To control the motor of the crawler, meanwhile, Bates used the system control board already mounted at the truck’s workstation. The camera’s imaging cable was hooked into the truck’s onboard video monitoring system — it did not require its own monitor. Using the control board, Bates sent the camera forward through the pipe, running 30 feet a minute.

The light from the camera flooded the sewer line, producing clear, well-defined images. Passing through a segment of the line where steam clouded the image because it scattered the bright light, Bates cut the illumination back by shutting off two of the four LED lamps. The reduced lighting gave a sharper view, in the same way dimming a car’s headlights can make it easier to see on a foggy night.

At 390 feet down the line, Bates paused the crawler to examine a lateral service entering the line from above at about the 2 o’clock position. Using the remote control, he panned the camera up to look at the opening, rotating the camera head as well to better orient the image. He zoomed in closer to get a thorough look at the connection.

The image adjusted itself with the auto-focus, and Bates used the remote to refine the image for optimal sharpness. Then, hitting the home button, he quickly restored the camera lens to look straight down the line again.

Using the remote, Bates zoomed the lens deep down the line. The image darkened some because of the degree of zoom. Bates then brought the zoom lens back to its normal setting as the camera continued down the line.

As the inspection progressed, Bates continued to examine each lateral and junction, alternately panning, tilting and zooming the lens, then returning it to its normal position. Throughout, the lighting proved more than adequate to return clear, sharp and detailed images, which Bates recorded in the MPEG file format to save on the truck’s hard drive.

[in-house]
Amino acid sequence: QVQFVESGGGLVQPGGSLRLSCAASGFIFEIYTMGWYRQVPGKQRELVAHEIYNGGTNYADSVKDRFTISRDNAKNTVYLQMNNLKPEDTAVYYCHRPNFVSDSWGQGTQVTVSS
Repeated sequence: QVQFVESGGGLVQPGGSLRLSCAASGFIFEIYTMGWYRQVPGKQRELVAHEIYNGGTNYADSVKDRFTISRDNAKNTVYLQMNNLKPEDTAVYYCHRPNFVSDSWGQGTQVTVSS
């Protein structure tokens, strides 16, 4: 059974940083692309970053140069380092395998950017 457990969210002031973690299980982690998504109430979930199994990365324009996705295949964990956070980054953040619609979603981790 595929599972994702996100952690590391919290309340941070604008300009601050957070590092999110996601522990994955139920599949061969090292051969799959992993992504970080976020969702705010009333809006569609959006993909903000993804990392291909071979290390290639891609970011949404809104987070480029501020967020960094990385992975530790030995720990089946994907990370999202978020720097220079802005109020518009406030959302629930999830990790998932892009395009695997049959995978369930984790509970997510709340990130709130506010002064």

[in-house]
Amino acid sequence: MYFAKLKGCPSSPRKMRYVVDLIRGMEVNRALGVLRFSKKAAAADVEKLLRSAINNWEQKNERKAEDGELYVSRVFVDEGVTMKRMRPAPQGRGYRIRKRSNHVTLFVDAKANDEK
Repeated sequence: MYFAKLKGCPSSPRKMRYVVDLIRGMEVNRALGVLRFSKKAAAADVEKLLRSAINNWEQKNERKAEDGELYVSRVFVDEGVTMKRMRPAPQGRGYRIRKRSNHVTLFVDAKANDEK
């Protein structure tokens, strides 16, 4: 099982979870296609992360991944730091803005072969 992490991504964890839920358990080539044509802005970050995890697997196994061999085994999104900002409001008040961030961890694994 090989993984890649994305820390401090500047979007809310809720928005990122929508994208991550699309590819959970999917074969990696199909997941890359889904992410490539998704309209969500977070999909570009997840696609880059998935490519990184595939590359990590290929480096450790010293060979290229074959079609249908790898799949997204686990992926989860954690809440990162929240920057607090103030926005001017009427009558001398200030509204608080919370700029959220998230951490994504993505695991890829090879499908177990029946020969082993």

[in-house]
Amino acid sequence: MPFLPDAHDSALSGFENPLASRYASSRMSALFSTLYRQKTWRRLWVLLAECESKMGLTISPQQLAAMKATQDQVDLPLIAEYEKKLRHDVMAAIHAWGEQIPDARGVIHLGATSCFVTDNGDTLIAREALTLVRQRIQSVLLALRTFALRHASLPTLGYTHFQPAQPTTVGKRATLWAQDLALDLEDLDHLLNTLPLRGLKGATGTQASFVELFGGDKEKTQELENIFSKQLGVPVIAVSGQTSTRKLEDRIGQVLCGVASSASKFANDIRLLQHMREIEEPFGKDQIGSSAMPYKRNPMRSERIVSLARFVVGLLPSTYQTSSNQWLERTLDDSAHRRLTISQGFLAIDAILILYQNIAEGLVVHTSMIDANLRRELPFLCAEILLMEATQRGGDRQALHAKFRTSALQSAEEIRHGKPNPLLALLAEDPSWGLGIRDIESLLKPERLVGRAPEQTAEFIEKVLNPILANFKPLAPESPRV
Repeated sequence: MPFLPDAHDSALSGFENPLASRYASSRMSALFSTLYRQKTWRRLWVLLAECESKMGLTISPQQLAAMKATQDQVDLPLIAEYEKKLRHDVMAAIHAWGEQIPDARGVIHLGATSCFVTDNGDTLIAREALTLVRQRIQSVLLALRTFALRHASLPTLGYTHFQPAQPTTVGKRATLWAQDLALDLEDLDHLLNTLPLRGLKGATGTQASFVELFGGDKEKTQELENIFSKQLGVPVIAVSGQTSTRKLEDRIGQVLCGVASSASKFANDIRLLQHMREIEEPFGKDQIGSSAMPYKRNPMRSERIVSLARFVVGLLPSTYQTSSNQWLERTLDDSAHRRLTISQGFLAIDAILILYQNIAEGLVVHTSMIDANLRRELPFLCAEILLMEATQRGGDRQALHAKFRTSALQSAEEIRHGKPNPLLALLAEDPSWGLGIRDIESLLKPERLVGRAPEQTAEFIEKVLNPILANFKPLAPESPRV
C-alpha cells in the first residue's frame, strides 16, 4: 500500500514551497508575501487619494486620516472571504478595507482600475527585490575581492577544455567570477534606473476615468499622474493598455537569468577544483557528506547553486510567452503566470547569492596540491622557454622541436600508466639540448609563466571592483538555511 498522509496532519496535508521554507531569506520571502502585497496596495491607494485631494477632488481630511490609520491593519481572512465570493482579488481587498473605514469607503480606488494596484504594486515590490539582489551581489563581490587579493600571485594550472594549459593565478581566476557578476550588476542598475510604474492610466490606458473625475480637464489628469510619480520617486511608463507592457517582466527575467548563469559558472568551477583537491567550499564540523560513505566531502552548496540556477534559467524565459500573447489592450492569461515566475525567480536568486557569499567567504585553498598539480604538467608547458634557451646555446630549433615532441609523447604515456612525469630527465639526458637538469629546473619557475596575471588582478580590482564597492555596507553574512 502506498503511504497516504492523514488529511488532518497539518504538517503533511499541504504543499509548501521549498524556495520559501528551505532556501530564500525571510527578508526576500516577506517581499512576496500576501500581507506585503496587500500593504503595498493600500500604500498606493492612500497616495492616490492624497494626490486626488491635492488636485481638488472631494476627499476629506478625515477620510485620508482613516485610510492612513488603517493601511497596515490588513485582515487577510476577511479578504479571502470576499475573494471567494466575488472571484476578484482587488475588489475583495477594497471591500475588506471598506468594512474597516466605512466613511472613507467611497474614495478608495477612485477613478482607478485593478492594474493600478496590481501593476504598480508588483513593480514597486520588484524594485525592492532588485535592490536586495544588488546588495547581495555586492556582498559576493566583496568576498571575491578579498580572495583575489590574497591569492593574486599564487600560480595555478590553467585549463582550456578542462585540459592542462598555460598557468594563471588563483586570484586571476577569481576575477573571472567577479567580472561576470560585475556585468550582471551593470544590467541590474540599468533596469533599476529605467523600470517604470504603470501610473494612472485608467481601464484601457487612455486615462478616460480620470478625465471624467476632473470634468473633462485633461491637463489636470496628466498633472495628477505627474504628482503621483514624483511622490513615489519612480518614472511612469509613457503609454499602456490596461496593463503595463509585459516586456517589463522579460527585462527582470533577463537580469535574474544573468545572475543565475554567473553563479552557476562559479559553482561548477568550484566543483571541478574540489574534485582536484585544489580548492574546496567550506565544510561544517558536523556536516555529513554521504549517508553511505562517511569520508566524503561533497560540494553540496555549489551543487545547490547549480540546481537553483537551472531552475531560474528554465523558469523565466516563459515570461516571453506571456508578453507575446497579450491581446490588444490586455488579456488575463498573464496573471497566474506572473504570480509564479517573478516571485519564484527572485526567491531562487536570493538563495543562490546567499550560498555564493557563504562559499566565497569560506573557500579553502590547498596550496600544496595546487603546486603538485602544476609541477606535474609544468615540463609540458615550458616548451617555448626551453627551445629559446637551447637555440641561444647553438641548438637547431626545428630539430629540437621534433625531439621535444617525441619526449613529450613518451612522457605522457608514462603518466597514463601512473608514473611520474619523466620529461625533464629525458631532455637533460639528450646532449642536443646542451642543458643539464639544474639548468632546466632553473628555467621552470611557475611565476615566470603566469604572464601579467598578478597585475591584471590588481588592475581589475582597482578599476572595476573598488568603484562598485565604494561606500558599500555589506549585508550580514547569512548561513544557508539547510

Observer comments

Pipe-View LLC co-owner Tony Duffy said his company had been using two Explorer pan-and-tilt cameras for several months and was impressed with their hardiness. “We haven’t had any problems with them in terms of reliability, which is a big thing,” he said.

Bates said he has found the home control on the remote unit particularly handy, making it easier to resume an inspection quickly after pausing to examine a lateral junction. “I can hit that home button and go,” he said. He also liked the camera’s weight, which he said is about half that of some comparable units he has used.

Bates said the camera’s lighting has lived up to its promise. The lights themselves don’t get hot in the manner of some other units he has used. And he found the camera to work adequately without additional lighting in larger pipes.

Manufacturer comments

McGuinn said the unit has been successfully used in pipes as large as 72 inches without auxiliary lighting. “When it comes to camera pictures, lighting is everything,” he said. Because the lighting in the camera has its own circuitry, if auxiliary lights are used, they can be controlled separately from the control room in the truck, independent of the camera’s onboard lights.

McGuinn said the camera also works well in smaller pipes when matched with a suitably sized transporter. He noted that the camera head has a very small profile.

He also observed that the auto-focus feature can be disabled from the remote control. This makes it easier to get high-quality pictures under conditions that confound auto-focus systems, such as when mist and steam are present — a common occurrence in larger pipes.

“In really large pipe, that’s a nice feature,” said McGuinn.